Glenn Blackburn

Glenn Blackburn planned to be a social worker. But his country was fighting a war in Vietnam and had different plans for him. After graduating from the University of North Carolina-Chapel Hill in 1968, Blackburn entered the Army and completed Infantry Basic and Advanced training a Ft. Dix, New Jersey.  A year later he was commissioned as an infantry second lieutenant at Ft. Benning, Georgia. 


Glenn served as a Paratrooper, Green Beret, and Senior Intelligence Officer with assignments to the 101st Airborne Division-Vietnam, the 10th Special Forces Group, the 172nd Light Infantry Arctic Brigade-Alaska, the Combined Field Army-Korea and the Defense Intelligence Agency. He retired from the Army in 1994 at the rank of colonel. His military decorations include the Legion of Merit 1OLC, Bronze Star for Valor-2OLC, and the Purple Heart.


“I enjoyed working with people, being challenged as a leader, serving my country, and setting soldiers up for success,” he said. “That’s what inspired me to make the Army a career.”


After the military, Glenn embarked on his second career, this time in public education through the “Troops to Teachers” program. “It was another calling,” he said. “It was also another way to serve.”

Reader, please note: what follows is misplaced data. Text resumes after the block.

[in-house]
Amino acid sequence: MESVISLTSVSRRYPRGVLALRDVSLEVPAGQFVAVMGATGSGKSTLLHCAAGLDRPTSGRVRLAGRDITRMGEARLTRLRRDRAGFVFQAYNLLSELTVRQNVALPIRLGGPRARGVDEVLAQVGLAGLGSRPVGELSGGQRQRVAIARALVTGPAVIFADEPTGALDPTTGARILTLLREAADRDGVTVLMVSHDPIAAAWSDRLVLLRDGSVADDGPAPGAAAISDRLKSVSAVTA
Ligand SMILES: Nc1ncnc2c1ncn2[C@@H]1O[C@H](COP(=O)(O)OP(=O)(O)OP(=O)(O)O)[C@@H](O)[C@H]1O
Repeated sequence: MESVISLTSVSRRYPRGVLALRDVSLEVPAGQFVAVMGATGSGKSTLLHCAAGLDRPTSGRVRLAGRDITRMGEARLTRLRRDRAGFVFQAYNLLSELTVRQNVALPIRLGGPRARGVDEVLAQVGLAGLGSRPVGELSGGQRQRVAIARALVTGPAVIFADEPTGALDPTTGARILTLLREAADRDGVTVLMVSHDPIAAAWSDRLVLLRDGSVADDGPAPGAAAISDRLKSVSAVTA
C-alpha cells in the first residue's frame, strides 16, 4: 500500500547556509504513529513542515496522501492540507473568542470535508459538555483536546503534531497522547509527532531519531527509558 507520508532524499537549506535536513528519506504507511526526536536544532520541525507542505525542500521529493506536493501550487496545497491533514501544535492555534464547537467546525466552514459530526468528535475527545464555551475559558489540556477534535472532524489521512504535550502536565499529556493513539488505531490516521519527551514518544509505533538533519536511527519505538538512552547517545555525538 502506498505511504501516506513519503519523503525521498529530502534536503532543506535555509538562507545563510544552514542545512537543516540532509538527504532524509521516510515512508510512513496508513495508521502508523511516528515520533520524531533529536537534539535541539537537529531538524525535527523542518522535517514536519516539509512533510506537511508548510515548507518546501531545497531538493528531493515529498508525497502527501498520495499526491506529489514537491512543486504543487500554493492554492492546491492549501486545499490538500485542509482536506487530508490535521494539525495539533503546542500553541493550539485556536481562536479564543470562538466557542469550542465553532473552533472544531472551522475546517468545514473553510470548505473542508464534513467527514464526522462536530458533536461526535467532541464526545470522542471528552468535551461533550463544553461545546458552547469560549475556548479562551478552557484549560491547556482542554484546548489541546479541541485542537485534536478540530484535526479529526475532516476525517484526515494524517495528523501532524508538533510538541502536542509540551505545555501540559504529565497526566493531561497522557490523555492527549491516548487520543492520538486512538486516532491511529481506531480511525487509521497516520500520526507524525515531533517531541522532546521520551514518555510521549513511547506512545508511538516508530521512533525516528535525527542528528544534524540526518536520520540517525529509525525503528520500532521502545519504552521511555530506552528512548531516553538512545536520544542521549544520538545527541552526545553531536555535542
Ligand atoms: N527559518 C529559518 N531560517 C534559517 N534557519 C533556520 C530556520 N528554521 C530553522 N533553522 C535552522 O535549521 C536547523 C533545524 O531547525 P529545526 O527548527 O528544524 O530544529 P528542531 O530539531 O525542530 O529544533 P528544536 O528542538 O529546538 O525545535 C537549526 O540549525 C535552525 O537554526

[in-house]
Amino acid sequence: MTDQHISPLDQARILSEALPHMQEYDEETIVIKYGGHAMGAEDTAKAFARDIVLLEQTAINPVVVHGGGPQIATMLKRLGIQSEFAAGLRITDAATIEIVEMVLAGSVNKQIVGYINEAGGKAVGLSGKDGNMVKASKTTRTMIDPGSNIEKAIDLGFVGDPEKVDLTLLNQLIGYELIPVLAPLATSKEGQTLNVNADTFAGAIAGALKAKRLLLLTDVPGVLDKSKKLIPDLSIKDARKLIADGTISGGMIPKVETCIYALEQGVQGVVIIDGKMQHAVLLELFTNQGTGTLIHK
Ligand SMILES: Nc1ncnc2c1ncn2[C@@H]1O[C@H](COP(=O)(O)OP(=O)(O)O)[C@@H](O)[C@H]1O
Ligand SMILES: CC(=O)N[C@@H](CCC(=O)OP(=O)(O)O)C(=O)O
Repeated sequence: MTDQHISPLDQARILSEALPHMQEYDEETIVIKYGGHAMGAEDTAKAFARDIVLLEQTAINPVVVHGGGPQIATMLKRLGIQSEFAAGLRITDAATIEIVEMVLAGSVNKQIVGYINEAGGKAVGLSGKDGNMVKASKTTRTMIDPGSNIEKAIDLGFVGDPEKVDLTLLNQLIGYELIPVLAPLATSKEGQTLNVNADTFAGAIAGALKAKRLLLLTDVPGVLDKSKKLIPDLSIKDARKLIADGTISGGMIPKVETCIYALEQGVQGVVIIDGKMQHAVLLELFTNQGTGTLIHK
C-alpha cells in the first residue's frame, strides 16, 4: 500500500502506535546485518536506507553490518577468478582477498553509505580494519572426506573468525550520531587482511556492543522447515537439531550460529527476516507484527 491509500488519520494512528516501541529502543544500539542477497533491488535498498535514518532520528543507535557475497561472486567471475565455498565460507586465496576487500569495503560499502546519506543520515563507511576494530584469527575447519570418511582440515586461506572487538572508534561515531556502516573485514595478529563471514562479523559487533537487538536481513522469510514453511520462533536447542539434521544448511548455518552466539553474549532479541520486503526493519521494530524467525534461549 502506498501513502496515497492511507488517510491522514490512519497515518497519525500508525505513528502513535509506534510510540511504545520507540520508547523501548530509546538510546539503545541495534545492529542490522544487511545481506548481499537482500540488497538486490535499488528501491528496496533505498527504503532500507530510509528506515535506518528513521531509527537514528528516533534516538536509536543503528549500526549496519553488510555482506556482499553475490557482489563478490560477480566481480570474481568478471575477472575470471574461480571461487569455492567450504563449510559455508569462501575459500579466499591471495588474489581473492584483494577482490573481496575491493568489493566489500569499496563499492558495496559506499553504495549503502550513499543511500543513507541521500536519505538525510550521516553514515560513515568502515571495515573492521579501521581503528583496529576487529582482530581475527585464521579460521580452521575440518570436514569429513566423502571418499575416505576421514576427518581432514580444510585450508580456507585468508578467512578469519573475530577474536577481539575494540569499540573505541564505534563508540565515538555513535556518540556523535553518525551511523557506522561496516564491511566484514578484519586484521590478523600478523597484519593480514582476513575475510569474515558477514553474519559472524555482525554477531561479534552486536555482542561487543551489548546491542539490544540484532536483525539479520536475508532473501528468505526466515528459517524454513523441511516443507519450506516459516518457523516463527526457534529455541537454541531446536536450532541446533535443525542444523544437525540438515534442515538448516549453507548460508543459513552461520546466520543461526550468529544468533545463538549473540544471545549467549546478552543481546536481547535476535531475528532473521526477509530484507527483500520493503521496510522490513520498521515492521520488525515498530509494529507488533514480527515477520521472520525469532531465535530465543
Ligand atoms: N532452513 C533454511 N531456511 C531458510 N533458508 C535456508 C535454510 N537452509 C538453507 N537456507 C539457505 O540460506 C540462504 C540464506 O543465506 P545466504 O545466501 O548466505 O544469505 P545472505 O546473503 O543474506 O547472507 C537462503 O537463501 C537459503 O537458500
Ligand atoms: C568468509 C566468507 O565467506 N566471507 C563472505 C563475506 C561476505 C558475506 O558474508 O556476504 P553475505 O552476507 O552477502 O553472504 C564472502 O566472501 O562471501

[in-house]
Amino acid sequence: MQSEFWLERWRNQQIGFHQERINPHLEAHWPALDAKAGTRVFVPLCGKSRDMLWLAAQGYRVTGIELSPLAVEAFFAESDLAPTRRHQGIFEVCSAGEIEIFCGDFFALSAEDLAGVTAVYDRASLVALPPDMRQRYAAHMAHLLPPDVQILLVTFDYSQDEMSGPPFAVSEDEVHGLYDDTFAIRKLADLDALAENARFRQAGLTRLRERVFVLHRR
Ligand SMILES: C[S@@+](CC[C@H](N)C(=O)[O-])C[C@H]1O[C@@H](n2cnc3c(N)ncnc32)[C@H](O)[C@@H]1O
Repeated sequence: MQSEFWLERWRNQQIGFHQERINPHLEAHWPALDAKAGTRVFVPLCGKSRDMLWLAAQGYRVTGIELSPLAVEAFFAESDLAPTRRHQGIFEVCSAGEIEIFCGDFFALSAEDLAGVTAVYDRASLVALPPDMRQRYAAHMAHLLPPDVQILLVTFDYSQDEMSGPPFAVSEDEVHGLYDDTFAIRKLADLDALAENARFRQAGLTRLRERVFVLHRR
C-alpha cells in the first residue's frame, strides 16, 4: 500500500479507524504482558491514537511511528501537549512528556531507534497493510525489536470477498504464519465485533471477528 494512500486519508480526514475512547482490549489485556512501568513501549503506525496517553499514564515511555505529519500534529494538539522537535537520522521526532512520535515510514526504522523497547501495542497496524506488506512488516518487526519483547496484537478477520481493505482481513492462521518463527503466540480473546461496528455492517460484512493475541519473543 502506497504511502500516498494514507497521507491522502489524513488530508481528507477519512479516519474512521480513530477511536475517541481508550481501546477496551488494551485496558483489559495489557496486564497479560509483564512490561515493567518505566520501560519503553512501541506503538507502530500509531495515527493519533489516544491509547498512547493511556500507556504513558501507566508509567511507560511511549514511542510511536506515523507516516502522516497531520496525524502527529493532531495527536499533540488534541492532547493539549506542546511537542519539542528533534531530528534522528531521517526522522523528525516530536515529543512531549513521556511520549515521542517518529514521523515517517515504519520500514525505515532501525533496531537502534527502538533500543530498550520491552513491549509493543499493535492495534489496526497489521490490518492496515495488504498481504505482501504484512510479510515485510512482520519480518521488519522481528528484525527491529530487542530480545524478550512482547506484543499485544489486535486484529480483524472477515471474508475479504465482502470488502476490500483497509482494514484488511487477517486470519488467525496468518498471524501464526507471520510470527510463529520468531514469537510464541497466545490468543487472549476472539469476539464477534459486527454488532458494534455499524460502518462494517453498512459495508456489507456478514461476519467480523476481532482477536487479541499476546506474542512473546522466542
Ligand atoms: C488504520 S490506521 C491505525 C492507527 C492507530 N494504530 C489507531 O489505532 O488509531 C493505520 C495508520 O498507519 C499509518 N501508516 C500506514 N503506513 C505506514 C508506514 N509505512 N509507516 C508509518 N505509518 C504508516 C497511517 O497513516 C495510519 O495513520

He worked as principal of Hermitage High School and as assistant superintendent for operations in Henrico County, Virginia, helping with the design of nearby Glen Allen High School. “I loved working with the faculty, students and parents to create a positive learning environment,” he said.


After retiring from public education, Glenn and his wife, Susan, moved to the Low Country of South Carolina.  Glenn had always played golf for fun, but got serious about the game after retirement. Then in 2013, after suffering a life-changing stroke that affected the right side of his body, he thought he’d have to give it up.


His wife and golf buddies made sure he didn’t. He credits his wife’s “tough love tenacity,” On Course, and Adaptive Golf with keeping him in the game. “I am proof that golf therapy programs make a diference in the lives of those with physical challenges,” he said. 


Glenn and Susan work as volunteers supporting golf therapy and charity programs to help wounded and disabled veterans on their road to recovery. “My message is don’t let your disability define you. Go out and play the game. It will be hard, but you can adapt, adjust and achieve. If you believe, keep swinging!”